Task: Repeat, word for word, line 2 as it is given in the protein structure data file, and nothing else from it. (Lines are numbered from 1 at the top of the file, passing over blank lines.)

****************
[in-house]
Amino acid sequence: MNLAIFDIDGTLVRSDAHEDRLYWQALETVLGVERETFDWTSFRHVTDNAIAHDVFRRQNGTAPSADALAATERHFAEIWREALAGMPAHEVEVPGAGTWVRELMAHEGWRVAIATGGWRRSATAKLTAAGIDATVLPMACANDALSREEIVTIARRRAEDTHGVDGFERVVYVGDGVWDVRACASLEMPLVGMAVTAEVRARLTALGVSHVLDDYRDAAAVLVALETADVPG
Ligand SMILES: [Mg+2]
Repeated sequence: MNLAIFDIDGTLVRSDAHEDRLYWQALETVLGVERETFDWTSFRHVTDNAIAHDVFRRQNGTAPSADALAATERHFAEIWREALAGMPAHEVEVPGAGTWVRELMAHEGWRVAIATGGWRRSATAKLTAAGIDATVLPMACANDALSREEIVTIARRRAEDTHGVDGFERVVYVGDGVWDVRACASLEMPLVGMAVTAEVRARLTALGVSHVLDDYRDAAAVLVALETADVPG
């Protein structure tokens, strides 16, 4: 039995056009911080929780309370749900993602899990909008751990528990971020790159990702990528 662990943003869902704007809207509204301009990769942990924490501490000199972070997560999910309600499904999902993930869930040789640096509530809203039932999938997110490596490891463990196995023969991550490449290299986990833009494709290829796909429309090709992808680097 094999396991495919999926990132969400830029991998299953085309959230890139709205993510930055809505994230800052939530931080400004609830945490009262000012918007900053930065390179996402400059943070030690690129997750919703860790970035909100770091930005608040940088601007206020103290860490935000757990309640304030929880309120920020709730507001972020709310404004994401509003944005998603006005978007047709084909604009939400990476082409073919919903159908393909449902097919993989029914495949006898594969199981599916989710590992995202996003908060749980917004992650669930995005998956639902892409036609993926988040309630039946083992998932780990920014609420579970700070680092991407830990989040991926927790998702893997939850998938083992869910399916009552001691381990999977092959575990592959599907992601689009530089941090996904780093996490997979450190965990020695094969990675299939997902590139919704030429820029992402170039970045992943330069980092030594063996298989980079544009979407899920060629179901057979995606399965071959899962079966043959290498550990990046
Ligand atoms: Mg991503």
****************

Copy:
Amino acid sequence: MNLAIFDIDGTLVRSDAHEDRLYWQALETVLGVERETFDWTSFRHVTDNAIAHDVFRRQNGTAPSADALAATERHFAEIWREALAGMPAHEVEVPGAGTWVRELMAHEGWRVAIATGGWRRSATAKLTAAGIDATVLPMACANDALSREEIVTIARRRAEDTHGVDGFERVVYVGDGVWDVRACASLEMPLVGMAVTAEVRARLTALGVSHVLDDYRDAAAVLVALETADVPG